Don’t miss this week’s podcast discussion and review for this book!
In Sufficiently Advanced Magic, those looking to acquire magical abilities, called attunements, must go through the trials of the Spires, towers reminiscent of video game dungeons with puzzles, monsters, and traps that the person must go through to be gifted with their magical abilities.
Five years ago, Corin’s brother entered the tower but never came out and is presumed to be dead. Now Corin is going in himself to gain his own attunement and, ultimately, to save his brother.
So first off, the one thing that plagues this book is tons of infodumps and exposition. The magic system is clearly very detailed and more thought out that many magic systems in fantasy but in world building and setting up magic, less is more sometimes. Most of the time, the things discussed in these infodumps would come back to play a part in the story eventually but their constant presence drags down the storytelling considerably.
With that out of the way, this is actually a very fun story.
LitRPG seems to be a new subgenre for fantasy, or at least newly gaining ground, and I would say that this is a great example of what the genre can do. RPG aspects are integrated with the story in a way that makes sense. Because really, when playing video games, do we actually believe that a particular pants suit has a numerical defense value attached to it? Probably not. But in Sufficiently Advanced Magic, they actually can and it is presented in a way that makes sense.
Creating items requires the characters to acquire certain ingredients or pieces and the conversations surrounding which items would be crafted were very reminiscent of a gamer deciding what items to grind for and how to prioritize what areas to go to in order to get what you need.
There are various attunements that a person can have but all of them require mana, a finite resource within each person that must be tapped into in order to use magical abilities or items. As a magic user practices their abilities, they “level up” and more mana becomes available to them. Mana is a staple aspect of so many RPGs and it was fun to see if used in a book in a way that felt very much like it does in gaming. Again, once you got past all the info-dumping about it.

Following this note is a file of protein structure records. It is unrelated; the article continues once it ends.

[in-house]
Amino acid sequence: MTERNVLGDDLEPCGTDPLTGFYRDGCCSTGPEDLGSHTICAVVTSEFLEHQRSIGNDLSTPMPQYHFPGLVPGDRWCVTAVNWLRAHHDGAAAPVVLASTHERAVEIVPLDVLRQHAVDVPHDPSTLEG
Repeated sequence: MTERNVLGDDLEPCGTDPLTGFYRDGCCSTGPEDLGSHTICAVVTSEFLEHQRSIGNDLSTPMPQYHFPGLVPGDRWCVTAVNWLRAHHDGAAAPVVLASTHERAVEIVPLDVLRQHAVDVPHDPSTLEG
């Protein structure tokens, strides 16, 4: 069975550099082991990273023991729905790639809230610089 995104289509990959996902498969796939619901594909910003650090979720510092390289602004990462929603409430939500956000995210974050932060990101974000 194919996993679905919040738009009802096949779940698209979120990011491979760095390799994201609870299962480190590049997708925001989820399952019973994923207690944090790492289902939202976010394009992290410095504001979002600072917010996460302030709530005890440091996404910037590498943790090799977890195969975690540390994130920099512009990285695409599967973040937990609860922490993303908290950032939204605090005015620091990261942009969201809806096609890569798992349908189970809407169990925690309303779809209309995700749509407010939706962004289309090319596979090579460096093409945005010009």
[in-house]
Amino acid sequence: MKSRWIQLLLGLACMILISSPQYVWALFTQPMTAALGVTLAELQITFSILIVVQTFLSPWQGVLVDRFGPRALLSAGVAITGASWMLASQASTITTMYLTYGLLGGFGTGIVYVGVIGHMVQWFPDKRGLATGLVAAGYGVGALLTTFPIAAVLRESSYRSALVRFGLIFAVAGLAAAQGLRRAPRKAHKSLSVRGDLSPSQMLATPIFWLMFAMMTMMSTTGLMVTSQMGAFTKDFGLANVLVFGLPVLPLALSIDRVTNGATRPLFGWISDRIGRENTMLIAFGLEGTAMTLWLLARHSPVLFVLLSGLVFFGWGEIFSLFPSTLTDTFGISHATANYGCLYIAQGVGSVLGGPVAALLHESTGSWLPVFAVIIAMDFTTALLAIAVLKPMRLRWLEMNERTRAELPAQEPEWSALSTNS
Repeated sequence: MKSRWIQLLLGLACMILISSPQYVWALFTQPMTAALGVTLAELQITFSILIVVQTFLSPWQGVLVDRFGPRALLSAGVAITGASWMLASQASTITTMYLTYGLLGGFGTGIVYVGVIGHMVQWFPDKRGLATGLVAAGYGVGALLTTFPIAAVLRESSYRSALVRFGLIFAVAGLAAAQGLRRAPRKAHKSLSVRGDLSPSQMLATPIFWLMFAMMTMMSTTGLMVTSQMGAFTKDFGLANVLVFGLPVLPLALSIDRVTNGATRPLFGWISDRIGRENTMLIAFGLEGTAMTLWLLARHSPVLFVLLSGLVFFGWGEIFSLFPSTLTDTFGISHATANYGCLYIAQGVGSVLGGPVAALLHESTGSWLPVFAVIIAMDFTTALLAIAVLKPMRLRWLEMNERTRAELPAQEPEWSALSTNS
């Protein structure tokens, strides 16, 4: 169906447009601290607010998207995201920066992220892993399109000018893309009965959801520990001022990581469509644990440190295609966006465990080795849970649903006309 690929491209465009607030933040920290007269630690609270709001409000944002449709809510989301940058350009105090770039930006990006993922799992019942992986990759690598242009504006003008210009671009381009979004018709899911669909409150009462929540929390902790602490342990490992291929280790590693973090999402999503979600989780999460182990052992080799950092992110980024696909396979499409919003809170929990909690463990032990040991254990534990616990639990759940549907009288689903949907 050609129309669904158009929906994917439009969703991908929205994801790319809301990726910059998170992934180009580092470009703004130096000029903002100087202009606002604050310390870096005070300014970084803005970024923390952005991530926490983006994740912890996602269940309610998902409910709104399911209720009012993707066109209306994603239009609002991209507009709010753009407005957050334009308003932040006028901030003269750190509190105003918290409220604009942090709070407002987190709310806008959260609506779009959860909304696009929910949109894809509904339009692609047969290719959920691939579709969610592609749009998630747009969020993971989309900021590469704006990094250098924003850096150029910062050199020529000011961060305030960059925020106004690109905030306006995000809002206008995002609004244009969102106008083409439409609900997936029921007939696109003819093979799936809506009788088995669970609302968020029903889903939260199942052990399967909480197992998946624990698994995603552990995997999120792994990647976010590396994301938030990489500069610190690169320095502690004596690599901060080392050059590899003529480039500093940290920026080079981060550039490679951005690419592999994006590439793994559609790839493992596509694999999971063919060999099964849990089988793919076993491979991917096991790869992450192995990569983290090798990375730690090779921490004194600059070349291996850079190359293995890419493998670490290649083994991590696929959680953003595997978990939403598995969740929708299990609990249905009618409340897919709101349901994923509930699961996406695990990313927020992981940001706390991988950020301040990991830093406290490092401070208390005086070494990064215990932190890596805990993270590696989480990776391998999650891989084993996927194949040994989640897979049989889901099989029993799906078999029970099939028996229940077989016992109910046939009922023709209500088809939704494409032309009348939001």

The start of this book drops the reader right into Corin going into the Spire. I found this a little disconcerting because there was no setup for the world or characterization for Corin before he was dropped into situations. I was honestly kind of relieved that this only lasted about 10% of the book and then Corin left the Spire to go to an academy-like setting to learn more about the attunements because this better allowed to reader to get to know the world and the magic system.
The events that took place in that first 10% undoubtedly had an impact on the rest of the story, it was just a little strange to me to do story first and then world building and characterization. But it at all worked out in the end because it lays the foundation for the rest of the story to unfold.
I did get pretty tired of after almost every info-dumping scene or every time that Corin learned about something new he said something like “I will have to research this more.” It wasn’t just once or twice, it was every damn time he heard something new and it kind of got on my nerves. I mentally started just deleting those lines because I felt like they were unnecessary in portraying Corin’s curiosity and acknowledgment that he was lacking in some areas.
One thing that I did enjoy was finding out that Corin is a gay MC. This isn’t a huge part of the story, there isn’t a big romance plot by any means. But the relationship that is involved in the story was very organic and I felt like the two characters had a lot of chemistry so it wasn’t forcing a romantic/LGBT plot into a book.
I am really glad that I learned about SPFBO this year because I would not have even heard of this book if it were not for this competition hosted by Mark Lawrence. Even though there was a lot of exposition that I felt bogged down the story a lot, now that I have finished it all that I remember is an immersive world with characters that I definitely want to see more of.
Now if you will excuse me, I am going to go watch the author’s Goodreads page for an update on the release date of book 2.
I was very confused by what a LitRPG was before we read this book. To be honest I still am. This book has such a intresting and seemingly rich world. The background has me so invested that I want to know more. Not that Corin is a bad character; just that when the author tells you all the information about this intricate world it takes some of the magic away. Tell us a little bit. Just give us the tiniest taste, and then in fights or other cool moments show the different attunements.
Overall I did enjoy this book and am looking forward to more from this author.